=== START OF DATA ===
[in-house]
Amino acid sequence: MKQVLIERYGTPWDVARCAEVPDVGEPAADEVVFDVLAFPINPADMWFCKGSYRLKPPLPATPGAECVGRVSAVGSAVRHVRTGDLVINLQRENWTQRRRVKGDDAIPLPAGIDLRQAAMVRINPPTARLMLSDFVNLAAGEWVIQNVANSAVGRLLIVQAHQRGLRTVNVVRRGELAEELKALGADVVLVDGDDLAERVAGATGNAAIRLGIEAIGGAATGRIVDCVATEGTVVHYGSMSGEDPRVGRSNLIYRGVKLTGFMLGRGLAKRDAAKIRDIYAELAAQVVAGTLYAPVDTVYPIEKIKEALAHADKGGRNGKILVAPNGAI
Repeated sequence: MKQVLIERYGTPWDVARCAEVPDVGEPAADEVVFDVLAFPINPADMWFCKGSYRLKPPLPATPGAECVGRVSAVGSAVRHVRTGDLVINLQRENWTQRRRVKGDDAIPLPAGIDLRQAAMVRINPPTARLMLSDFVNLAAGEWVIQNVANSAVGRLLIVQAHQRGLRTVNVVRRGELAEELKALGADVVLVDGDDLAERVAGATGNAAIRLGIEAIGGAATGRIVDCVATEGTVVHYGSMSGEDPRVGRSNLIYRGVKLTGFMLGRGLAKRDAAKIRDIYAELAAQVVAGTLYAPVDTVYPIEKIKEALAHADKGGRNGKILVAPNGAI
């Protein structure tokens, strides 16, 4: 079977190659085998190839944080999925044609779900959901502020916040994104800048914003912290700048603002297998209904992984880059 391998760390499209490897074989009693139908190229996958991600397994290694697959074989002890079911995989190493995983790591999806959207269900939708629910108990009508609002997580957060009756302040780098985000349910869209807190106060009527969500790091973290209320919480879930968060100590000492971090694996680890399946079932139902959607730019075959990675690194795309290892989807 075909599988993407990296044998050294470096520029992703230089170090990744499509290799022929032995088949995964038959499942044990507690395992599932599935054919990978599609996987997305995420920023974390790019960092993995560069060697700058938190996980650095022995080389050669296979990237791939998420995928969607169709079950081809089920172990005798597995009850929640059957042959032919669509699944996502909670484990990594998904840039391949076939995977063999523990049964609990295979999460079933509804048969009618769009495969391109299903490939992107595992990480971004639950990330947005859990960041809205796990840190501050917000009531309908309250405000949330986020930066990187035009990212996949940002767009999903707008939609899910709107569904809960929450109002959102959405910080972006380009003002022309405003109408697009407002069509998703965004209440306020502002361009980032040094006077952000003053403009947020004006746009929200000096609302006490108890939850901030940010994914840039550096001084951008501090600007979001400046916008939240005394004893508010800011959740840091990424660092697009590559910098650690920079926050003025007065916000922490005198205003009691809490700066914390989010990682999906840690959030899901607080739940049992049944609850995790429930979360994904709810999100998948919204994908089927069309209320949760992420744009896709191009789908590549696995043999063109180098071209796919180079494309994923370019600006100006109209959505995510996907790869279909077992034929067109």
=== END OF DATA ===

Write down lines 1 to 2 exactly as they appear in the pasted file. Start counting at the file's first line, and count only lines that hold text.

[in-house]
Amino acid sequence: MKQVLIERYGTPWDVARCAEVPDVGEPAADEVVFDVLAFPINPADMWFCKGSYRLKPPLPATPGAECVGRVSAVGSAVRHVRTGDLVINLQRENWTQRRRVKGDDAIPLPAGIDLRQAAMVRINPPTARLMLSDFVNLAAGEWVIQNVANSAVGRLLIVQAHQRGLRTVNVVRRGELAEELKALGADVVLVDGDDLAERVAGATGNAAIRLGIEAIGGAATGRIVDCVATEGTVVHYGSMSGEDPRVGRSNLIYRGVKLTGFMLGRGLAKRDAAKIRDIYAELAAQVVAGTLYAPVDTVYPIEKIKEALAHADKGGRNGKILVAPNGAI